A new year is approaching, which causes many people to look back at the current year and take stock of what happened and what everyone can learn from it. This usually ends up being a list of smaller, more personal things. You discovered part of yourself while on vacation or achieved a valued promotion at work. But 2017 ended up being a different kind of year than most because of the groundbreaking global movements that occurred throughout the year.
For women, in particular, there was an increased involvement seen in the feminist movement. Women began to go to marches and protests and then, at the end of the year, they began to call out men who had harassed them. Whereas, before the end of this year, women felt pushed into silence, they have now decided to be the voice of a generation. Sexual predators had skeletons ripped from their closets, and the world began to take notice of the sexism and harassment women put up in the workplace.
While each workplace is different, sexism can infiltrate any business — but particularly the ones that have been predominately run by men. The tech industry, specifically, has been one of the hardest for women to break into because technology has been a male-focused career for so long.
Women today should know not only what they’ll be facing when entering the tech workspace, but also how they may be able to handle and overcome it.
Don’t Be Silenced
When there’s discrimination of any kind in any place, there’s always going to be pressure to keep quiet about it. This is especially true when it’s the workplace because frequently the perpetrators are concerned that if their actions come to light, they won’t be able to keep their jobs or their lifestyles. They may be blacklisted from an industry as a whole, depending on how much word spreads and how much publicity a case gets.
One reason why women choose to stay silent is that they feel like they’re alone, and if they’re alone, no one will believe them. The truth shows that reality is precisely the opposite. In fact, 66 percent of women have been excluded from events in the tech workplace because of their gender, and of those women, nearly 40 percent felt like their physical safety would be threatened if they spoke out.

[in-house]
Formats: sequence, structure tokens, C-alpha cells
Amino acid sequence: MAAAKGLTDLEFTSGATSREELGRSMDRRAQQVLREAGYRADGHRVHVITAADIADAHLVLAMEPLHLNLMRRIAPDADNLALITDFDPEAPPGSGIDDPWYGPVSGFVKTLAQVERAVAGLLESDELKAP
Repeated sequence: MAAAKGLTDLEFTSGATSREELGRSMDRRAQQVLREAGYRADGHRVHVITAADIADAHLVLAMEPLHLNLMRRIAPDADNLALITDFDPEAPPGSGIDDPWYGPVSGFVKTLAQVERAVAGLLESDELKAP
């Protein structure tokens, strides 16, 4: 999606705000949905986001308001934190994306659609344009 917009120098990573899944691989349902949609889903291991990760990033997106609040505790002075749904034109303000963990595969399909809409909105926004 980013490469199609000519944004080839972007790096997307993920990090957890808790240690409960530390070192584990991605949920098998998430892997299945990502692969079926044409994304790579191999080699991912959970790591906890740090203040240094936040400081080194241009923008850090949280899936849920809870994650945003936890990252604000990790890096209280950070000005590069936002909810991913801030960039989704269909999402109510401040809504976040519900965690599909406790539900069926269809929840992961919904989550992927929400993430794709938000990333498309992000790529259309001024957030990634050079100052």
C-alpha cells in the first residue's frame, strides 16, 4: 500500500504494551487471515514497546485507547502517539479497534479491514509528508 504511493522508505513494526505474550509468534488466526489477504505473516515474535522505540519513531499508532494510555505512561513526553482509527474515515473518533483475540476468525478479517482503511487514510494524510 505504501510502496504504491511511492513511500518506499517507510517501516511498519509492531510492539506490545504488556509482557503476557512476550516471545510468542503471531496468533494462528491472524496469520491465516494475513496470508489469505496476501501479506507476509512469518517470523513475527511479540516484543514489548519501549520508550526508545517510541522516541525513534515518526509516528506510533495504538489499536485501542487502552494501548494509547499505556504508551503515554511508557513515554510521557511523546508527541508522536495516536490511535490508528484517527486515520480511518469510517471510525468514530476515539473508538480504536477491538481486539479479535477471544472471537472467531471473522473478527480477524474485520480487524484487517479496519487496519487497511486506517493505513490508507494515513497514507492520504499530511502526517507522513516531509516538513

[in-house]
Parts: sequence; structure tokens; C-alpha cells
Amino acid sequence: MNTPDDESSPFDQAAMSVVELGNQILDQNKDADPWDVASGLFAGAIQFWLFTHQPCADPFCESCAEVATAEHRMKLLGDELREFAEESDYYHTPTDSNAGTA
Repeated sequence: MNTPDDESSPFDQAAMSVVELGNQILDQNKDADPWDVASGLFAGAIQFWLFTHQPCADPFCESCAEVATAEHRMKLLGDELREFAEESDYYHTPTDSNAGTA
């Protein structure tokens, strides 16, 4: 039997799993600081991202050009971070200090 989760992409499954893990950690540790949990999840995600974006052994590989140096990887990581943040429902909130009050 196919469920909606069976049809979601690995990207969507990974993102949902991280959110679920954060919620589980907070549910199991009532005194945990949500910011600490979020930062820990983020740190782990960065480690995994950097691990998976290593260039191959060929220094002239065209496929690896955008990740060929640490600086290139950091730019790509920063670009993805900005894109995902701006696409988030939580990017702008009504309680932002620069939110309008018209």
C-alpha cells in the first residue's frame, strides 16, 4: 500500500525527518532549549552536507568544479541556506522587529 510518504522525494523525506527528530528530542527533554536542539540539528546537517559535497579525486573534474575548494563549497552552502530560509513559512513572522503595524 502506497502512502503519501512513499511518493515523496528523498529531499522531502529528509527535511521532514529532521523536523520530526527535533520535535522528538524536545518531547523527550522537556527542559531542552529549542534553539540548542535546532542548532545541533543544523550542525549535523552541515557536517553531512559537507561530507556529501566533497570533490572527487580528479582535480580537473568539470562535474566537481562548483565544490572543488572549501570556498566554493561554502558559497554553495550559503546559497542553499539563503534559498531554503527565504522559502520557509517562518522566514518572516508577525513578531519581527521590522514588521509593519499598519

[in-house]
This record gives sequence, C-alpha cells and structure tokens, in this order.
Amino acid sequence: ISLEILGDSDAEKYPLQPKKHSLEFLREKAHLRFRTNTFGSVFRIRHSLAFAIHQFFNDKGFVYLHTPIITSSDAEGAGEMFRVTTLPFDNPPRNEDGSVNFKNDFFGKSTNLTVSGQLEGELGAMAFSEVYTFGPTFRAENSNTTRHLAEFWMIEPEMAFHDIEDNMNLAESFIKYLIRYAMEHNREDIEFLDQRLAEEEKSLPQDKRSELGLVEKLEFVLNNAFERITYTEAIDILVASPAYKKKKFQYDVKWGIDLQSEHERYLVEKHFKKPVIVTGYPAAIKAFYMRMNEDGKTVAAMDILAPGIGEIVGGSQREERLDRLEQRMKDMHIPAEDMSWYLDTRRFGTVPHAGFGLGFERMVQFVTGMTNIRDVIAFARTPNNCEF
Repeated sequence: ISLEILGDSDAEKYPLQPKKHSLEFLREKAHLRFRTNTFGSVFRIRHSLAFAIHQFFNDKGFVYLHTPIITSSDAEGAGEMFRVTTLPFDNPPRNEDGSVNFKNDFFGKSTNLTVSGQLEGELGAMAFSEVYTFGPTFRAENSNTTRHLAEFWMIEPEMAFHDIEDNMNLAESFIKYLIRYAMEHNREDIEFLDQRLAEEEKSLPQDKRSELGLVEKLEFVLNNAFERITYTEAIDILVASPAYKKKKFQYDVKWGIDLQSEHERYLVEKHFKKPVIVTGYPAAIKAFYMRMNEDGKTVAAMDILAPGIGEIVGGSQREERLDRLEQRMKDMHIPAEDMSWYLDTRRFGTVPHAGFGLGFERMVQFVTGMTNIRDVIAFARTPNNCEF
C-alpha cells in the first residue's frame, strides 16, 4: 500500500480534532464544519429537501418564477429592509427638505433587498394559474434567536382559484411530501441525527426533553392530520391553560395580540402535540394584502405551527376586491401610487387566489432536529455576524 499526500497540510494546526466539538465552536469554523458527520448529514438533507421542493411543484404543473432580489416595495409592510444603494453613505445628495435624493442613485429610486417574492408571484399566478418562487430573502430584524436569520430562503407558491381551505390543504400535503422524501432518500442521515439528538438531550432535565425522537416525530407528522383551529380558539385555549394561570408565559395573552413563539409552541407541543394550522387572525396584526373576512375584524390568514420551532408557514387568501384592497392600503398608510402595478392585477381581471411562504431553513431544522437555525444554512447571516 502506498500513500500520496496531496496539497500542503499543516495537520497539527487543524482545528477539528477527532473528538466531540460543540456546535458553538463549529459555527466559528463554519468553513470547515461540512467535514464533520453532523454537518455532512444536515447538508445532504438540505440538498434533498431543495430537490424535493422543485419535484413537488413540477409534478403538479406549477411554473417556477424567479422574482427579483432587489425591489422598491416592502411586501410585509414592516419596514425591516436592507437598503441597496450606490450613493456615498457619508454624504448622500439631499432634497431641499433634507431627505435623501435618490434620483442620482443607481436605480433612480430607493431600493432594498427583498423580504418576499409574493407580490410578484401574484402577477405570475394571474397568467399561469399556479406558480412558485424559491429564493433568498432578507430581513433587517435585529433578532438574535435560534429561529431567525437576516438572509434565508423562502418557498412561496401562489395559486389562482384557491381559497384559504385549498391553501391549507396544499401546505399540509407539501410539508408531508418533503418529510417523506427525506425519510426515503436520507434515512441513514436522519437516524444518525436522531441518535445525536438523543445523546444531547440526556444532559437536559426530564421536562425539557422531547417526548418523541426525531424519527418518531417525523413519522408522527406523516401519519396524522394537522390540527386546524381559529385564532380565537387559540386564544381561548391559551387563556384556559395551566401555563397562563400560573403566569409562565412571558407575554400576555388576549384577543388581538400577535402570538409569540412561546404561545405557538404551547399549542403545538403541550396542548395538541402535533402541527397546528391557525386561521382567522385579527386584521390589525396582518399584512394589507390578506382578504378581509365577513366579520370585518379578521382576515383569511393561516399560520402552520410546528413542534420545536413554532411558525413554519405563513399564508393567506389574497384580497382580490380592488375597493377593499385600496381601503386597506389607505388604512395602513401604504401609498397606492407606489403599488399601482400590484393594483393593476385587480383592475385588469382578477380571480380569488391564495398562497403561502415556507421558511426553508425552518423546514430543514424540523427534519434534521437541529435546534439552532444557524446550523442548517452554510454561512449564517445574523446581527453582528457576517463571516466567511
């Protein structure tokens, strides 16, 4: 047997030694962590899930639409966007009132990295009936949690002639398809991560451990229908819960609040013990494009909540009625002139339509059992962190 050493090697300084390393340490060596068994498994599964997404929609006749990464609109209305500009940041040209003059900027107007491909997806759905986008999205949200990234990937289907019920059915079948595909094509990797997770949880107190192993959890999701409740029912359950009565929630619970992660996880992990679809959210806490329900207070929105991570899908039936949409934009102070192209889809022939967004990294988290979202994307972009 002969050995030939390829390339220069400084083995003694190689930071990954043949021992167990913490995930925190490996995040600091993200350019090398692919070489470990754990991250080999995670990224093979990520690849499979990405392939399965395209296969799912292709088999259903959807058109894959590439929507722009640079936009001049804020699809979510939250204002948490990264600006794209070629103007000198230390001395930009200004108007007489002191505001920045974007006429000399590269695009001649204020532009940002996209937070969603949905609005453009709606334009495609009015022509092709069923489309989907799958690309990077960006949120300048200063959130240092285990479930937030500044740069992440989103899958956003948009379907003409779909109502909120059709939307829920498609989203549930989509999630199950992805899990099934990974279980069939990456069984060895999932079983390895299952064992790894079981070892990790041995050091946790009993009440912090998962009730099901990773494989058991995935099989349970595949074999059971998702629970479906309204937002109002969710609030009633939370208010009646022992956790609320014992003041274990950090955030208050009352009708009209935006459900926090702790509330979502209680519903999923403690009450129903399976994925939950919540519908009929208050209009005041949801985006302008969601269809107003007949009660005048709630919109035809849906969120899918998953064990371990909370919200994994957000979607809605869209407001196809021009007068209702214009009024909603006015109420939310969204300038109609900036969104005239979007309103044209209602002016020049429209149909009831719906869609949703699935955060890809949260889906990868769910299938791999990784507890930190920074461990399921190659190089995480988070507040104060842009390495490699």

Women who face sexism in the workplace aren’t alone in their experiences — even though they may feel like it.
Get The Support You Need
Once a woman has come to the point where she realizes she can’t keep silent about what she’s endured any longer, she has to know who she can talk to. The first option is always the HR department of your workplace. If you don’t have an HR representative you can speak with, talk with your manager or the business owner. Managers, and HR employees, in particular, want to make a safe work environment every day, and will be able to help you should you need it.
However, sometimes the HR department doesn’t seem approachable. There’s a stigma about it that’s created because most people only interact with HR when they’re hired, fired or laid-off. The main goal of HR is to work with its people to make sure they create a safe and enjoyable workspace for everyone who works with their company. Even if you have doubts about what help they can offer, always try to communicate with them or your manager if you’re facing sexism on the clock.
Leave Your Options Open
It’s important to remember that while you have every right to call out other employees for their discriminatory behavior, it’s good to not immediately burn bridges. In a best-case-scenario world, HR or your manager will work out any disputes, and your coworker will amend their behavior. This means you’ll stay at your current job, so it’s not recommended you take the torch to any relationships until you’re ready to leave the job you have. Hostile or uncomfortable work environments are never fun.
On the other hand, it would be unwise to walk into a situation where you file a sexual harassment charge against a coworker or professional superior without considering other job options. Depending on the severity of the sexism you’ve faced, look into other job opportunities and keep in mind that your boss will be called as a reference. Keep as level-headed and professional as possible during the process of addressing the situation and keep an open mind, knowing that you don’t have to be stuck in your job forever.
Working in a safe environment isn’t beyond the realm of possibility for women. It may seem that way because of the recent news stories with all the men in positions of power being taken down because they sexually harassed or assaulted women, but don’t let that prevent you from chasing a career you love. If you dream of working in the tech industry, it’s possible to enter it and climb the corporate ladder to the job you want to settle into, even if sectors of the industry are host to sexism. Keep in mind that every workplace is different.
The best way to deal with sexism in the work environment is to know your options and how to proceed after a colleague has made you uncomfortable. Speak with your HR representative or manager about what happened. If you’ve experienced sexual harassment, it’s likely that other women in the office have, too, so you won’t be alone. And if the people you approach at work won’t solve the situation, you can take it a step further.
Hire an attorney if you need to lodge a formal complaint against a coworker. It’s sad, but sometimes the only way to get people to listen is to get an attorney involved. No matter how you handle a situation, know that it’s nothing you as a person deserved or asked for. Unfortunately, sexism is still rampant, especially in certain industries such as the tech industry. But knowing how to handle it means women will be one step closer to ending it for all the women who come after them.